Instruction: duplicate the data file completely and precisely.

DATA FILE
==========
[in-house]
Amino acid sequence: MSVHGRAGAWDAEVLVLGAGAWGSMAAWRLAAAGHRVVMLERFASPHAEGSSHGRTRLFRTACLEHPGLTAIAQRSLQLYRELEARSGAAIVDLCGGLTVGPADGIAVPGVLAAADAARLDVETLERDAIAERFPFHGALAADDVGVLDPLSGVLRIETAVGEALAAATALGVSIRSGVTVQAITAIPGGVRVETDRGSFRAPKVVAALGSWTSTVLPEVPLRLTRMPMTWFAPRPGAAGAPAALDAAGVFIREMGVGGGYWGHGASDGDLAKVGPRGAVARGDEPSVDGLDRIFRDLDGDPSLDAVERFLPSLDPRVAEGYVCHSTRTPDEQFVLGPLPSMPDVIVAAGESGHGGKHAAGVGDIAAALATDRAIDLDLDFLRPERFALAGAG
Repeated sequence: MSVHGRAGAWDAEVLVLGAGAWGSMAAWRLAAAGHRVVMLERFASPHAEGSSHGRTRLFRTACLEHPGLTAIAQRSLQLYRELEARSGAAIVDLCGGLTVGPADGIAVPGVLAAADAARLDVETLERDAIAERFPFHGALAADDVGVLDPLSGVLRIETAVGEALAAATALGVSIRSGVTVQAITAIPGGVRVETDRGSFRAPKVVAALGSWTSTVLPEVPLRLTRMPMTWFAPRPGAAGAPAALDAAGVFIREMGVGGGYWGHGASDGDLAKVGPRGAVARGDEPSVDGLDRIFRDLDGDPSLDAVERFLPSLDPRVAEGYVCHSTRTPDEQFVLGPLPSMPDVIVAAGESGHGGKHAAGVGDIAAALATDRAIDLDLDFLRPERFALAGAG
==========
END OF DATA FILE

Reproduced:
[in-house]
Amino acid sequence: MSVHGRAGAWDAEVLVLGAGAWGSMAAWRLAAAGHRVVMLERFASPHAEGSSHGRTRLFRTACLEHPGLTAIAQRSLQLYRELEARSGAAIVDLCGGLTVGPADGIAVPGVLAAADAARLDVETLERDAIAERFPFHGALAADDVGVLDPLSGVLRIETAVGEALAAATALGVSIRSGVTVQAITAIPGGVRVETDRGSFRAPKVVAALGSWTSTVLPEVPLRLTRMPMTWFAPRPGAAGAPAALDAAGVFIREMGVGGGYWGHGASDGDLAKVGPRGAVARGDEPSVDGLDRIFRDLDGDPSLDAVERFLPSLDPRVAEGYVCHSTRTPDEQFVLGPLPSMPDVIVAAGESGHGGKHAAGVGDIAAALATDRAIDLDLDFLRPERFALAGAG
Repeated sequence: MSVHGRAGAWDAEVLVLGAGAWGSMAAWRLAAAGHRVVMLERFASPHAEGSSHGRTRLFRTACLEHPGLTAIAQRSLQLYRELEARSGAAIVDLCGGLTVGPADGIAVPGVLAAADAARLDVETLERDAIAERFPFHGALAADDVGVLDPLSGVLRIETAVGEALAAATALGVSIRSGVTVQAITAIPGGVRVETDRGSFRAPKVVAALGSWTSTVLPEVPLRLTRMPMTWFAPRPGAAGAPAALDAAGVFIREMGVGGGYWGHGASDGDLAKVGPRGAVARGDEPSVDGLDRIFRDLDGDPSLDAVERFLPSLDPRVAEGYVCHSTRTPDEQFVLGPLPSMPDVIVAAGESGHGGKHAAGVGDIAAALATDRAIDLDLDFLRPERFALAGAG